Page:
After a bank takes possession of your home because you defaulted on the payments, you have specific waiting periods before you can apply for a mortgage again. Fannie Mae and Freddie Mac have different guidelines than FHA or any other government-backed loans; however, they both require a specific amount of time you must wait in order to ensure you are back on financial track. One question many people have is if having a cosigner makes the situation better for them. Could they purchase a house earlier if they have someone accountable signing the mortgage too?
Unfortunately, the answer is “no.” You cannot secure a loan any sooner if you have someone sign the mortgage with you. Because you have the foreclosure in your credit history, you must pay the consequences and wait until the appropriate amount of time elapses before you can apply again. This goes for every program and the credit history or worthiness of the person willing to cosign has no bearing on how long you must wait.
The Consequences of a Foreclosure
First, you have to understand the consequences of a foreclosure. Because the bank took possession of your home, it shows any future lenders that you got in over your head. Either you could not afford the payments right from the start, which occurred as a result of the many stated income loans banks offered in the past, or your financial circumstances changed somewhere down the road and you suffered the consequences. Future lenders are going to hesitate to offer you a new loan program until you can show beyond a reasonable doubt that you rectified the situation – it just makes sense.
What is a Cosigner?
A cosigner is someone who helps your application look “better.” They are great when someone has borderline credit or a higher debt ratio because they can help balance out the risk level you bring the lender. This person does not have any interest in the property – they strictly provide their credentials to help you secure a loan. In exchange for the loan, however, the person cosigning with you becomes legally liable for the payments should you default.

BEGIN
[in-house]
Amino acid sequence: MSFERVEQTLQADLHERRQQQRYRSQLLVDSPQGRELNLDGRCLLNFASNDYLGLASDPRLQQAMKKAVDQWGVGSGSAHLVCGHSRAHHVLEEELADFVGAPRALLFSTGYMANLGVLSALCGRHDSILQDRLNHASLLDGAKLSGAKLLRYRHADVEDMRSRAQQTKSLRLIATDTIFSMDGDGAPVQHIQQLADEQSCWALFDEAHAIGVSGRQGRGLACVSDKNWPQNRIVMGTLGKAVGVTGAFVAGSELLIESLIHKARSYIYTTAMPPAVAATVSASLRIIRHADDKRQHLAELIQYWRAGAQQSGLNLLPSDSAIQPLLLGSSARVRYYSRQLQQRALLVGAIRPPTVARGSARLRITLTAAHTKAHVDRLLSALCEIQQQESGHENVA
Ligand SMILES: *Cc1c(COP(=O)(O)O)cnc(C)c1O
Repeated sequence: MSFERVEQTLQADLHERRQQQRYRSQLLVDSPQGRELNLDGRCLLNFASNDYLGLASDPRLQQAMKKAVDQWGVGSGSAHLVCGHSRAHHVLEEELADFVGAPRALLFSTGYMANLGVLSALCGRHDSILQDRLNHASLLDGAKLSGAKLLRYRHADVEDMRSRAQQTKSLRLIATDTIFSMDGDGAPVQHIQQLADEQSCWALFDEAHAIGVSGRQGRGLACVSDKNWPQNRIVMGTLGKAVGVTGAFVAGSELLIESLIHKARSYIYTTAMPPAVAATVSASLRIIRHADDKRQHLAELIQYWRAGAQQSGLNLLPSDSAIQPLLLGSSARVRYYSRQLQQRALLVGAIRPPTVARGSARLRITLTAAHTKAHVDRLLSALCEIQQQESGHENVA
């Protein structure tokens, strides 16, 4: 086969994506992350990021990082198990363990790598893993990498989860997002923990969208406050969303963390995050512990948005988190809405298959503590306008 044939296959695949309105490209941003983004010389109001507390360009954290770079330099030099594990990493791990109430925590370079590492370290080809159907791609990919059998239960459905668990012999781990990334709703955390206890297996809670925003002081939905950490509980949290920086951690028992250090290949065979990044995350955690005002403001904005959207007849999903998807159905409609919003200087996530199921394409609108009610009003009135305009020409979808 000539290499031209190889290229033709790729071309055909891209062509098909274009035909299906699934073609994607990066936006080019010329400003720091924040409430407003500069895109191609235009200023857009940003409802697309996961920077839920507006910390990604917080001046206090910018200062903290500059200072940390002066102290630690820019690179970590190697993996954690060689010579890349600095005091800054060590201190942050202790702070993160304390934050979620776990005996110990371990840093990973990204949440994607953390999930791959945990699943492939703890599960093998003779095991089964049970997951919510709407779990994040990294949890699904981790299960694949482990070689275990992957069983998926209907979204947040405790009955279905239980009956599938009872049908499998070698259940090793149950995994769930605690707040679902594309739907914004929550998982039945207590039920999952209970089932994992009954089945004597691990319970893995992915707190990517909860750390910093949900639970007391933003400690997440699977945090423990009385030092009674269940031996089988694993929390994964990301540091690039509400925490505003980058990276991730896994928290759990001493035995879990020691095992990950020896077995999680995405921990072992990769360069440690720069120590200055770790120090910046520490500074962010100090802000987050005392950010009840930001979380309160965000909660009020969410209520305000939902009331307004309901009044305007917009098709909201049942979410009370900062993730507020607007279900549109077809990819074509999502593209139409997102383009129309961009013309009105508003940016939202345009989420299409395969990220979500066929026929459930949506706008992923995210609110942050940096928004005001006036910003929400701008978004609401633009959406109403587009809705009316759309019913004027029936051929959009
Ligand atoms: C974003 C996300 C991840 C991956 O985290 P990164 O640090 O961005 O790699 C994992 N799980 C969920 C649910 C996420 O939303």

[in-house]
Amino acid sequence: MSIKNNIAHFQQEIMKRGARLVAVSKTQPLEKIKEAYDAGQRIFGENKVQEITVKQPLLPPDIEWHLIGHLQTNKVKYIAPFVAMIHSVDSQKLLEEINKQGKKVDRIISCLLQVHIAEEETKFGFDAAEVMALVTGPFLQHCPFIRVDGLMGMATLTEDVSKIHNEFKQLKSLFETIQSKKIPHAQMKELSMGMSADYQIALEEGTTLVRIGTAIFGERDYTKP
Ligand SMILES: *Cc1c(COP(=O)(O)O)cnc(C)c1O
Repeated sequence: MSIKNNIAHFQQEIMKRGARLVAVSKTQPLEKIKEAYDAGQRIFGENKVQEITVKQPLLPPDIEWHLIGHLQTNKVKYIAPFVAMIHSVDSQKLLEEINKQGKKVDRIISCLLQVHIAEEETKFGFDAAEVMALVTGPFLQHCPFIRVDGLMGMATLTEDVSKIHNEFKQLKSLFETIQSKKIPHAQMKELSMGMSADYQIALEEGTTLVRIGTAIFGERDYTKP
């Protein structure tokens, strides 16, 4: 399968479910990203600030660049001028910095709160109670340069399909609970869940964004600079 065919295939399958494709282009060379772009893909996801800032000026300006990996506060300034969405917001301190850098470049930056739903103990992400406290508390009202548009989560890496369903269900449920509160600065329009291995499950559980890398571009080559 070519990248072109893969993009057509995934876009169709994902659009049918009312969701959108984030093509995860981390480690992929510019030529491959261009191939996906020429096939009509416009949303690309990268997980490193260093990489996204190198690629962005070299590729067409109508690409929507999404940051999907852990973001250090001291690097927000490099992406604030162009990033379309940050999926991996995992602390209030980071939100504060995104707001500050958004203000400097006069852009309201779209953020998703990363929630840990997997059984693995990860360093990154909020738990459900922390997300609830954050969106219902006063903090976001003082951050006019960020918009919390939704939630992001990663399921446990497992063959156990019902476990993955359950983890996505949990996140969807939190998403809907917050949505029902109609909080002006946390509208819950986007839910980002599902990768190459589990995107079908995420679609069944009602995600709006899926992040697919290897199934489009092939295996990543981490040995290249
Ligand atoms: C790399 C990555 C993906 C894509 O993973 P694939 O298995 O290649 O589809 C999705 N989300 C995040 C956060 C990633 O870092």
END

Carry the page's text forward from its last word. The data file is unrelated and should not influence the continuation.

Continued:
How a Cosigner Affects the Foreclosure Waiting Period
One way a cosigner cannot help you is with the foreclosure waiting period. This person is not there to erase your bad credit – he is there to help your situation look better. The lender cannot overlook the fact that you defaulted on a home before; they must wait until you go through the proper waiting period before applying for a mortgage again. Right now, the waiting period for a conventional loan is just 2 years after a foreclosure and 3 years for an FHA loan. You can have someone cosign for the loan with you after you wait out this time period, but not before as it will not have any impact.
The Compensating Factors
A good way to look at someone who will cosign a loan for you is a compensating factor. Lenders use this person’s good credit and minimal debt to help better your situation. They consider this person a “fall back” person or someone they can rely on to make the payments should you become unable to do so. This does not mean you can have disastrous credit or an insanely high debt ratio, though. You still have to do your part since you are the one making the mortgage payments and living in the home.
Other compensating factors you can provide a lender to help improve your situation include:
- A savings account with several months’ worth of reserves in it to help you make your mortgage payment should your normal income stop
- A low debt-to-income ratio, which means you have little debt; the less you have the better you look to the lender
- A stable employment history; the less you changed jobs in the last few years, the more stable you look to a lender
The bottom line is that a cosigner can help you, but not before the designated waiting period. If you have a foreclosure in your history, you have to do your due diligence and wait until the time is up. Think of it as a time to recover from a financial disaster. Chances are you should not be starting a new loan right away anyways, even if someone could cosign for you before the waiting period was over. You need time to recover financially and emotionally. Use this time to save money in an emergency fund or for a down payment. Don’t forget you will also need money for closing costs and to set up an escrow account. Each of these things adds up over time and if you lost your home recently, you probably do not have a lot of cash lying around anyways.
As you try to recover from the defaulted mortgage, do not think about who can cosign for you in the future, but rather how you can perfect your financial status so you don’t need a cosigner. Since you have between 2 and 3 years to prepare yourself, there is plenty of time to put your foot down and become financially responsible. If the time comes that you can apply for a mortgage and you need a compensating factor, have someone sign for you, but not before you try to do it on your own.